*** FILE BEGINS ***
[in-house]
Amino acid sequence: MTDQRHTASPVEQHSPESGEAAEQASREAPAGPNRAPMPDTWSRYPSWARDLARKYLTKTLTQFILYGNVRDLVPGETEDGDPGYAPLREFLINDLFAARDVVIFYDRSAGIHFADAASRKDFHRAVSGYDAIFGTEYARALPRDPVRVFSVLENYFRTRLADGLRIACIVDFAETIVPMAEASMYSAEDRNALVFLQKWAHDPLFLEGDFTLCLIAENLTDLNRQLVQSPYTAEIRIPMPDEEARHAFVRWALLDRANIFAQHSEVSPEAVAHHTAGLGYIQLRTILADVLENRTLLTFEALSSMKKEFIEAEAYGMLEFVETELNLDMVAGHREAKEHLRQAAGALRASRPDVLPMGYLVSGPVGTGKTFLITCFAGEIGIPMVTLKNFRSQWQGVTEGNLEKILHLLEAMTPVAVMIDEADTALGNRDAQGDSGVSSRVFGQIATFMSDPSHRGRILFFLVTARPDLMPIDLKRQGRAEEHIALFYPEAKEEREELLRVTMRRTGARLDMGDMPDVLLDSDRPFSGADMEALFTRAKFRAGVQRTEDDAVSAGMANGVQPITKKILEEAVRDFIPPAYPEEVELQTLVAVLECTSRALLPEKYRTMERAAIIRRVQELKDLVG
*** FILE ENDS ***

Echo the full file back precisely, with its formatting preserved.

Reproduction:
[in-house]
Amino acid sequence: MTDQRHTASPVEQHSPESGEAAEQASREAPAGPNRAPMPDTWSRYPSWARDLARKYLTKTLTQFILYGNVRDLVPGETEDGDPGYAPLREFLINDLFAARDVVIFYDRSAGIHFADAASRKDFHRAVSGYDAIFGTEYARALPRDPVRVFSVLENYFRTRLADGLRIACIVDFAETIVPMAEASMYSAEDRNALVFLQKWAHDPLFLEGDFTLCLIAENLTDLNRQLVQSPYTAEIRIPMPDEEARHAFVRWALLDRANIFAQHSEVSPEAVAHHTAGLGYIQLRTILADVLENRTLLTFEALSSMKKEFIEAEAYGMLEFVETELNLDMVAGHREAKEHLRQAAGALRASRPDVLPMGYLVSGPVGTGKTFLITCFAGEIGIPMVTLKNFRSQWQGVTEGNLEKILHLLEAMTPVAVMIDEADTALGNRDAQGDSGVSSRVFGQIATFMSDPSHRGRILFFLVTARPDLMPIDLKRQGRAEEHIALFYPEAKEEREELLRVTMRRTGARLDMGDMPDVLLDSDRPFSGADMEALFTRAKFRAGVQRTEDDAVSAGMANGVQPITKKILEEAVRDFIPPAYPEEVELQTLVAVLECTSRALLPEKYRTMERAAIIRRVQELKDLVG